Learmouth intended to stay at Netherton until the spring. During the rest of the harsh winter he became a surrogate father to Mirless. He bought the boy a pony, taught him to ride, and took him for long rides out in the fresh air. He taught him that he need not beat the pony so that it would trot, canter, and gallop, and more importantly this cruel side of his nature must be deeply hidden from all eyes. Learmouth and the Crone could know but no one else. In the evenings, they would play innocent games such as hide and seek, and when Mirless became very adept at concealment, the Crone added lock-picking into his childhood play time.
The Crone would lock the door to her chambers and hide inside while Learmouth taught him how to open locked doors without keys. During the day the Crone taught him to read and write and the beginnings of arithmetic, whilst spending more and more time outside with Uncle Learmouth, he was taught how to use the shrubs and wildflowers that grew locally, especially the poisonous plants. Gone was the pudding-basin haircut and the ill-fitting smocks, for he was now dressed as a young Lord of the Manor, and certainly looked the part.
For a special treat one early spring evening, for a very special reward, his own bow and arrows made especially for him, he was to break into his mother’s poison cellar and bring out a jar of hemlock without getting caught. That evening, an excited but confident Mirless wished his grandfather and mother “goodnight” and politely went off early to bed.
Once in his room he waited in silence for half an hour, opened his bedroom door, and came back down by the servant’s stairs and passed unnoticed out into the stable yard. In an unused stall at the end of the stable, he pushed away the straw on the floor, picked the lock and pulled up the concealed cellar door. There was just enough moonlight for him to see the steps down and the shelves filled with neat jars of poisons, he could not read well enough to tell which was which. Puzzled, he looked along the rows, he recognised HEM from the letters the Crone taught him and pocketed the jar hoping it was the right one.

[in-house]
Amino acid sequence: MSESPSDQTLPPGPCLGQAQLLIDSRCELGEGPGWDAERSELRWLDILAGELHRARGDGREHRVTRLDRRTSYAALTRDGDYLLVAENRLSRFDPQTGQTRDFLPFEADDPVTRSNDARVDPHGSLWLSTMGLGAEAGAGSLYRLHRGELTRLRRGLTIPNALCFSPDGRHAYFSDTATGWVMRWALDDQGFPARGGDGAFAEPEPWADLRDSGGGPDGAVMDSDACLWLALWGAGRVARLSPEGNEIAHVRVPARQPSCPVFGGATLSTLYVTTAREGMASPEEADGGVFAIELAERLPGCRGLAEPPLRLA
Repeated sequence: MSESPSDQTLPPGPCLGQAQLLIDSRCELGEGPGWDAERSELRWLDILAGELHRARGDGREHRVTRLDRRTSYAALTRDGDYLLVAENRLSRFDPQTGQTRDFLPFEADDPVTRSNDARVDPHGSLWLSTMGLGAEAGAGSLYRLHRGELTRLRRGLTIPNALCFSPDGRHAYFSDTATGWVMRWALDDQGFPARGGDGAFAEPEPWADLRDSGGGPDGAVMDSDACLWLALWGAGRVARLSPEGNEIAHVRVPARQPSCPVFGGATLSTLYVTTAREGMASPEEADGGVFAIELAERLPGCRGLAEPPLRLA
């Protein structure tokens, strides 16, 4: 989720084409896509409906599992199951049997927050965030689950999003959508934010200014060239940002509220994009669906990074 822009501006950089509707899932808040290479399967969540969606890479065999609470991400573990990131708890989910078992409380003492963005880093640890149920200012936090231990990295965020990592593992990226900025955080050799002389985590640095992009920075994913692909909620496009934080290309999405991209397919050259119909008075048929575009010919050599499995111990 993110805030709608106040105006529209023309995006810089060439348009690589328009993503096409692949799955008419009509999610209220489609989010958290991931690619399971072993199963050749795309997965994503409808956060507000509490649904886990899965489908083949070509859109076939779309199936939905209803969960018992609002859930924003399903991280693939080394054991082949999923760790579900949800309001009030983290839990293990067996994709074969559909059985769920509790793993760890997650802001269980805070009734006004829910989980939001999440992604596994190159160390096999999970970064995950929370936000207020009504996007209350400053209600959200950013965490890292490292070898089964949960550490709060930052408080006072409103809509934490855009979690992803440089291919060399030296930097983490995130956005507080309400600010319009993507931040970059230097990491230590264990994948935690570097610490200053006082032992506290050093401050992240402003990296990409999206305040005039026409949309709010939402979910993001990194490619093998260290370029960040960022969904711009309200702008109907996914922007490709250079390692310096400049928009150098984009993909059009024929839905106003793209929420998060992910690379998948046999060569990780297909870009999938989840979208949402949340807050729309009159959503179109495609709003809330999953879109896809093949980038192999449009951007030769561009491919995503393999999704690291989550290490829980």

He left the cellar, locked the hidden door and replaced the straw, and now he did something extraordinary for a boy of not quite seven: he retraced his steps back to the manor, but instead of going back to his own room, he picked the lock of Learmouth’s room, stole the bow and arrows, locked the door from the inside, opened the window and looked out to see if the Crones’ bed- chamber window was still open. Seeing that it was, Mirless slung the bow and quiver over his shoulder and climbed along the ivy-covered wall and in through the window. He placed the poison on the Crones’ pillow as though it was a loving gift, and let himself out of the Crones’ room and went contentedly to bed.